In the latest edition of my embedded edge with Nitin podcast, we learn about some of the trends at this year’s Design Automation Conference (DAC 2020). When we spoke to the program track chairs in the podcast, it’s apparent that the key trends this year are the rise of artificial intelligence (AI) and machine learning in EDA tools, and the prominence of RISC-V, with 25% of papers featuring projects using RISC-V.
This year, DAC 2020 is a virtual event. Harry Foster, DAC vice chair & mentor, and who also happens to be the DAC 2021 general chair said, “We decided very early on to adopt a philosophy of rather than trying to recreate a physical experience of a live conference, which obviously, is something you can’t do it virtually, we decided to focus on achieving DAC’s goals within a virtual environment, such as providing a space for leading research from academics, providing even a place where industry could showcase their latest tools and products, various educational forums and even try to have some fun and virtual networking as much as we can do.”
Foster noted this year has been a remarkable year, with a 21% increase in submitted papers – last year, there were 815, while this year there were 984. “We ended up having to grow the committee that reviewed the papers to over 300 researchers and accepted 228 papers. But the key point here is there’s so much research that’s going on in our industry, it’s just a really an exciting time to be around.”
Foster said there’s continual growth and interest in AI and ML hardware architecture papers. “This has been just mind-boggling growth: we had an 86% increase over last year [in terms of papers].” He said, “The other really hot topic, again, is security. Also, over the past couple years, we’ve seen increase in submissions in embedded systems.”
RISC-V is another area which Foster said is showing more prominence, with 25% of papers showing projects incorporating the open source instruction set architecture. Foster talks about this as well as highlighting areas such as cloud to edge, in-memory computing and 5G.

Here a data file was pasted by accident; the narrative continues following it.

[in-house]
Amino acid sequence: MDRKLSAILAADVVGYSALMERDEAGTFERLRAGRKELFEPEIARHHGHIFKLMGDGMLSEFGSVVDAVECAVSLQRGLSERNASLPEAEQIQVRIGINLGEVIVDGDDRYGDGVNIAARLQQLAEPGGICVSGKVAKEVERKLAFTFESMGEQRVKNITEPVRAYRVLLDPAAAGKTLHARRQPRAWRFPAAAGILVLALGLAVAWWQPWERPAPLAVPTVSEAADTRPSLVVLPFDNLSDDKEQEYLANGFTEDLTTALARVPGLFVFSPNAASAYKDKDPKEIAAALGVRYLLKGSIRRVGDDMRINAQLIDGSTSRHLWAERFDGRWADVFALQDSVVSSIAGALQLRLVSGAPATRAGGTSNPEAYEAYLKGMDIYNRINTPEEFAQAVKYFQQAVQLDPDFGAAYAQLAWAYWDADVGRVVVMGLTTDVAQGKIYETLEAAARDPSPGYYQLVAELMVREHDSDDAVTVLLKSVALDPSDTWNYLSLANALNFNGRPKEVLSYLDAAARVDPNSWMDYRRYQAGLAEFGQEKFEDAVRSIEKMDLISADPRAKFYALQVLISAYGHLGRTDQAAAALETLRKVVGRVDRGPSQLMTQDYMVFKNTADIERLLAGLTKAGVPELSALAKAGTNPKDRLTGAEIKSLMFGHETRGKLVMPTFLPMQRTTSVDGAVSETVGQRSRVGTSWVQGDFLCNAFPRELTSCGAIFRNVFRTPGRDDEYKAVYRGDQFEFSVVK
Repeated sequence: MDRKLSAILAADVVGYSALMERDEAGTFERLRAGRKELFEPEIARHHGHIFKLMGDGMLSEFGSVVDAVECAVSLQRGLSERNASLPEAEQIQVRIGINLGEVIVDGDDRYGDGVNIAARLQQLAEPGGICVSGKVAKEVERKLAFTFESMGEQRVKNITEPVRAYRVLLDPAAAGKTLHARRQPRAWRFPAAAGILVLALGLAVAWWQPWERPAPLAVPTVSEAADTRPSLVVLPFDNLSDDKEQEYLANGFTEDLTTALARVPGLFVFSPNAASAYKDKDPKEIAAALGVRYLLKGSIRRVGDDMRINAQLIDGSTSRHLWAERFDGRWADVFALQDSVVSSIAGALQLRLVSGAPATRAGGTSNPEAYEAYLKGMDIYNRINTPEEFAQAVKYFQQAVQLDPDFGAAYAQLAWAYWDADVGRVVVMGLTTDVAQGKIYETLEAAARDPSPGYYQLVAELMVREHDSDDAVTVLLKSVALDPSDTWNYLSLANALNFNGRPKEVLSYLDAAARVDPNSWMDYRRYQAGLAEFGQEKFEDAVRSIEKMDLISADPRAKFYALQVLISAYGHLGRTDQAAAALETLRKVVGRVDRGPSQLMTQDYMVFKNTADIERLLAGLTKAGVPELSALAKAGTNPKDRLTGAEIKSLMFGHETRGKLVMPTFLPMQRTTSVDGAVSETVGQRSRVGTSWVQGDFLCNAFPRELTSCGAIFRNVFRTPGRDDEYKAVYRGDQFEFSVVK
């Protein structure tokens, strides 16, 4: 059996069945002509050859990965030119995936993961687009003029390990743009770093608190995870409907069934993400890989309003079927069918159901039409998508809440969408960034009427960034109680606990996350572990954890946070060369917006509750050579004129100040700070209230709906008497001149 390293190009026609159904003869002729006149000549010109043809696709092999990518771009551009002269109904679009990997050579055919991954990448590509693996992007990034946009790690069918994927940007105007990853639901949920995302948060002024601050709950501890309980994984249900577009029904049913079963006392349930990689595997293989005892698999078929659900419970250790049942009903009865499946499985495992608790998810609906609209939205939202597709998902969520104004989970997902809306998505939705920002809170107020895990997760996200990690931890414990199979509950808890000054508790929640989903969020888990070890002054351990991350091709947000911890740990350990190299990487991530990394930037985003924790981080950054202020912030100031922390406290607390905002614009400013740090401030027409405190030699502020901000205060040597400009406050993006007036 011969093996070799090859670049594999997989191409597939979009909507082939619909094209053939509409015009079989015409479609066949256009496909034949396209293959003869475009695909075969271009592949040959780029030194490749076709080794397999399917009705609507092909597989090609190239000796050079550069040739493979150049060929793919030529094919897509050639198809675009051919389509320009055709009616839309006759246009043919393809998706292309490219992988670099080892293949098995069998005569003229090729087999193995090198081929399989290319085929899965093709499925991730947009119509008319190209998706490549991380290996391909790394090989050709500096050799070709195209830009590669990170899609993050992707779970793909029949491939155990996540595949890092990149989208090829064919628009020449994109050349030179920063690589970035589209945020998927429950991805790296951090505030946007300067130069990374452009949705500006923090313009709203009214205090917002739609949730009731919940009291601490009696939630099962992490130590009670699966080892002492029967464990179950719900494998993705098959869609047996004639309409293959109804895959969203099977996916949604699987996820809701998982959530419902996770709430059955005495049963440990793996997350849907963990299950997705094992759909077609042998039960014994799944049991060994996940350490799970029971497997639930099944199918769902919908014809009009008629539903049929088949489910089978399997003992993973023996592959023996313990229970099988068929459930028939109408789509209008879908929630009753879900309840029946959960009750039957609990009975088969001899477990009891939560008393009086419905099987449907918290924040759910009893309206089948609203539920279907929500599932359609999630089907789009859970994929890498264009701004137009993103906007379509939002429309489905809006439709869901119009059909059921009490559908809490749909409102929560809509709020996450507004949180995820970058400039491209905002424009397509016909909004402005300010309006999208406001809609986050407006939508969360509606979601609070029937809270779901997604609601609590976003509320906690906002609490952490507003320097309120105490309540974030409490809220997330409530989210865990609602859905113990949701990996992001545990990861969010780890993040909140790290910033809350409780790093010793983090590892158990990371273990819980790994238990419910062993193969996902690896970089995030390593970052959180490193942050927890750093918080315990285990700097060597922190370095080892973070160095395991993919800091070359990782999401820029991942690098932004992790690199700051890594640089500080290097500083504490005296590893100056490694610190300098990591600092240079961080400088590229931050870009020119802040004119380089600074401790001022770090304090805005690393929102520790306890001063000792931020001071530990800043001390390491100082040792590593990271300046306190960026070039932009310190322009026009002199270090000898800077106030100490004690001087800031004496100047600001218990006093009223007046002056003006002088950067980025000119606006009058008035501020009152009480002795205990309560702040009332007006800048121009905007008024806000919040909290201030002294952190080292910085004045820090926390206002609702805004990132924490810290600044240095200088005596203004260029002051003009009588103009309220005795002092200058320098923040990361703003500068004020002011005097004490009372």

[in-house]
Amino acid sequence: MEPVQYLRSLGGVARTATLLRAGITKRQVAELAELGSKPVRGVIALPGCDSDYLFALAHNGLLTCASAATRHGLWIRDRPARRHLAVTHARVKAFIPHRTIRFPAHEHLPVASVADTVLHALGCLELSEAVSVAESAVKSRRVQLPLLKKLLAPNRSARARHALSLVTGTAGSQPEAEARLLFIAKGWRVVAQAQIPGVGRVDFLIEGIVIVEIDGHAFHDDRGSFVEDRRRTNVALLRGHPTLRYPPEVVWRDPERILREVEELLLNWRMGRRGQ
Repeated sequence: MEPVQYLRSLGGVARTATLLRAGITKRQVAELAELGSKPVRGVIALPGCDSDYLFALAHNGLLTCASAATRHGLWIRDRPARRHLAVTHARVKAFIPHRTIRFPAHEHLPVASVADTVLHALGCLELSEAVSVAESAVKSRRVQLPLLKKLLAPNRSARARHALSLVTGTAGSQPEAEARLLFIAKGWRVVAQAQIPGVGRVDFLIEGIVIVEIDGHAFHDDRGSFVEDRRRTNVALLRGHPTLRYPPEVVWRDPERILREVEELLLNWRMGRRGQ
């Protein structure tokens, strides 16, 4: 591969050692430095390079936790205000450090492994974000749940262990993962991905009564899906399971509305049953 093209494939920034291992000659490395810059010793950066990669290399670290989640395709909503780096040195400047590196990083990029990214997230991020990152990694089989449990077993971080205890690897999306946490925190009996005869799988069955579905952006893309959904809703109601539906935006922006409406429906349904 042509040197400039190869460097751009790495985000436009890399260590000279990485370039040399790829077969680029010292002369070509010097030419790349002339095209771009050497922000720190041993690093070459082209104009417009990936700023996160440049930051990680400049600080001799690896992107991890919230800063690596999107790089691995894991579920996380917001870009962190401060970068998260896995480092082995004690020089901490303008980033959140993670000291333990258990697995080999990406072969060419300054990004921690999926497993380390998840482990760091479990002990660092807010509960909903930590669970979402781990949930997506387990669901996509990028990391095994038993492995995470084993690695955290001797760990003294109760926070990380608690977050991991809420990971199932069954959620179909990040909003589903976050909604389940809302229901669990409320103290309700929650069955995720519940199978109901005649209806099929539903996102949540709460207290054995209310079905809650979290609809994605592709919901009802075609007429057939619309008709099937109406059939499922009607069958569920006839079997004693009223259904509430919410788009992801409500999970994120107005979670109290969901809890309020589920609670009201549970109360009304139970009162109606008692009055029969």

For the designer and IP track, we spoke to its program chair Renu Mehra. She said, “One of the areas we’re seeing is in traditional back-end CAD, we saw an uptick in papers on machine learning, covering both the design flows and also how to use machine learning techniques inside EDA tools. In other areas on the front end is a large uptick on security and safety papers; also in model based systems and software. And meanwhile, our traditional areas of verification for test validation, emulation and simulation also came out strong.
Mehra also talks about a new session at DAC this year. “I’m very excited about the new session we have planned on chip design. This time, we thought it would be a good idea to look at the many new chips coming up especially with new applications and AI. We approached various design companies to talk about the challenges they are facing and the opportunities in this new decade. So we have speakers from Xilinx, Intel and Lattice talking about the latest challenges they’re facing in the era of AI chips.”
For the embedded track, program chair Rob Oshana shared his excitement at what’s coming up. He said, “Some of the common themes in DAC are finding their way into the embedded space as well, like machine learning as it migrates from cloud to the edge that continues to be popular. And even RISC-V technology, both hardware and software down into the embedded spaces with 32-bit. But there’s a couple other areas that I’m excited about that are getting a lot of interest. One is in wireless connectivity with 5g, especially for embedded in the edge space. That’s becoming very exciting and growing quickly. And also audio and voice processing for embedded and also at the edge. Both of these, we’re seeing a lot of interest in these technologies as they continue to get more popular across a wide swath of embedded markets. So those are two that are becoming more popular in DAC this year.”
Oshana said what surprised him was the continued innovation in machine learning in the embedded space, related to resource constrained devices and memory and processing power. “There’s just a lot of innovation in inferencing for these resource-constrained embedded devices, even in the open source community. There’s a lot of open source technologies being developed in open source machine learning frameworks, but there’s a lot of additional work going on to drive that into the MDN node, into the embedded controller, with what could be a small embedded microcontroller. So that innovation is going very quickly, faster than I would have expected.
“I think people are realizing that the edge in the end node are the next areas that need to be conquered with the whole machine learning started in the cloud, but now, rapidly deploying that down. So that that’s going very quickly. The other thing that quite frankly surprised me from just a year ago is just how quickly RISC-V technology is being deployed across the industry into embedded spaces. It’s really very low cost microcontrollers now based on this technology and the innovation around it with the instruction extensions. It surprised me only in the sense of how quickly It’s moving. So those are a couple things that have surprised me a little bit. And then again, 5G has moved actually quicker than I thought. There was a lot of questions as to whether 5G would really be needed or take off this quickly. But what we’re seeing is that it indeed is moving very quickly.”
Listen to the full interview with program chairs Harry Foster, Renu Mehra and Rob Oshana in our podcast, embedded edge with Nitin – click here.